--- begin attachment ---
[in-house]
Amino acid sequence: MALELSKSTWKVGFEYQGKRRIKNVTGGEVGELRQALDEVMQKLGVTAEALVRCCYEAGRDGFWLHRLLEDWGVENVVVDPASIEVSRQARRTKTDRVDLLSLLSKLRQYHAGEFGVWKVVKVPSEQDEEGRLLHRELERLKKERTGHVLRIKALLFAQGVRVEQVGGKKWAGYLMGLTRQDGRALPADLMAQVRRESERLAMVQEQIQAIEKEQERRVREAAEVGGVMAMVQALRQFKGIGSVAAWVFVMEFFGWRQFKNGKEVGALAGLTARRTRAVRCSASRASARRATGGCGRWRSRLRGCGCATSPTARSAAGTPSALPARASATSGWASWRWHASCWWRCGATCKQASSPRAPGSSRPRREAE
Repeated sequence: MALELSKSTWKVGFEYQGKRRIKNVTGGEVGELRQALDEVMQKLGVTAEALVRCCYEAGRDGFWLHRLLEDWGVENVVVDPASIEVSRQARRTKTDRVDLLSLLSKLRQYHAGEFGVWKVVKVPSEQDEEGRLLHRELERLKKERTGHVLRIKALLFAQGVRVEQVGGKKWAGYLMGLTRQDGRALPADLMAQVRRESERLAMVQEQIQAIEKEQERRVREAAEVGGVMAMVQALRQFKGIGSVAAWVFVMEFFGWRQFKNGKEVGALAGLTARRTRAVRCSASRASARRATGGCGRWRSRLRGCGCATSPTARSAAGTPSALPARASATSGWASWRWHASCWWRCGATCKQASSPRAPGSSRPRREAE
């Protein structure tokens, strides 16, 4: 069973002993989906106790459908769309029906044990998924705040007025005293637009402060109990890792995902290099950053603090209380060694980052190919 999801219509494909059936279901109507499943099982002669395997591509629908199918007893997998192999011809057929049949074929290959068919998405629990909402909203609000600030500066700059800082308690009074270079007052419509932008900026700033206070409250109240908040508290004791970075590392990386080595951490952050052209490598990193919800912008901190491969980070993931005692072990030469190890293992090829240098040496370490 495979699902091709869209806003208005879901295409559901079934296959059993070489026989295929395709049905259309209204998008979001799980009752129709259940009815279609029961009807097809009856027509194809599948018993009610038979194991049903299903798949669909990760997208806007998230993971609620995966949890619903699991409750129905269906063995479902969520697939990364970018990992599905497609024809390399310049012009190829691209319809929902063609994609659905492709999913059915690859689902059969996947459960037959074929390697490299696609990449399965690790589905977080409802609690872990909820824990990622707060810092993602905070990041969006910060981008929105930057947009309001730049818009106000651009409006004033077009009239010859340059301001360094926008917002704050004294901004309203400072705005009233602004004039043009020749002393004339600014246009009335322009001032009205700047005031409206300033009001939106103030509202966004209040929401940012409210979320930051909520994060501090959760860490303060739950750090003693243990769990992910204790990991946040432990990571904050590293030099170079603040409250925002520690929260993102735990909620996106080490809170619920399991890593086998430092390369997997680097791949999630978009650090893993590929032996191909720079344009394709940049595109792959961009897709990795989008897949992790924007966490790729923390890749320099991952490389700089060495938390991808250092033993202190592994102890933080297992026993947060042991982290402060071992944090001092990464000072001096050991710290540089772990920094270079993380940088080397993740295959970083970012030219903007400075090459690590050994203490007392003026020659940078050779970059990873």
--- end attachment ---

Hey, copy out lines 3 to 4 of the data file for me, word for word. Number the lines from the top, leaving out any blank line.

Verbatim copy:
Repeated sequence: MALELSKSTWKVGFEYQGKRRIKNVTGGEVGELRQALDEVMQKLGVTAEALVRCCYEAGRDGFWLHRLLEDWGVENVVVDPASIEVSRQARRTKTDRVDLLSLLSKLRQYHAGEFGVWKVVKVPSEQDEEGRLLHRELERLKKERTGHVLRIKALLFAQGVRVEQVGGKKWAGYLMGLTRQDGRALPADLMAQVRRESERLAMVQEQIQAIEKEQERRVREAAEVGGVMAMVQALRQFKGIGSVAAWVFVMEFFGWRQFKNGKEVGALAGLTARRTRAVRCSASRASARRATGGCGRWRSRLRGCGCATSPTARSAAGTPSALPARASATSGWASWRWHASCWWRCGATCKQASSPRAPGSSRPRREAE
């Protein structure tokens, strides 16, 4: 069973002993989906106790459908769309029906044990998924705040007025005293637009402060109990890792995902290099950053603090209380060694980052190919 999801219509494909059936279901109507499943099982002669395997591509629908199918007893997998192999011809057929049949074929290959068919998405629990909402909203609000600030500066700059800082308690009074270079007052419509932008900026700033206070409250109240908040508290004791970075590392990386080595951490952050052209490598990193919800912008901190491969980070993931005692072990030469190890293992090829240098040496370490 495979699902091709869209806003208005879901295409559901079934296959059993070489026989295929395709049905259309209204998008979001799980009752129709259940009815279609029961009807097809009856027509194809599948018993009610038979194991049903299903798949669909990760997208806007998230993971609620995966949890619903699991409750129905269906063995479902969520697939990364970018990992599905497609024809390399310049012009190829691209319809929902063609994609659905492709999913059915690859689902059969996947459960037959074929390697490299696609990449399965690790589905977080409802609690872990909820824990990622707060810092993602905070990041969006910060981008929105930057947009309001730049818009106000651009409006004033077009009239010859340059301001360094926008917002704050004294901004309203400072705005009233602004004039043009020749002393004339600014246009009335322009001032009205700047005031409206300033009001939106103030509202966004209040929401940012409210979320930051909520994060501090959760860490303060739950750090003693243990769990992910204790990991946040432990990571904050590293030099170079603040409250925002520690929260993102735990909620996106080490809170619920399991890593086998430092390369997997680097791949999630978009650090893993590929032996191909720079344009394709940049595109792959961009897709990795989008897949992790924007966490790729923390890749320099991952490389700089060495938390991808250092033993202190592994102890933080297992026993947060042991982290402060071992944090001092990464000072001096050991710290540089772990920094270079993380940088080397993740295959970083970012030219903007400075090459690590050994203490007392003026020659940078050779970059990873």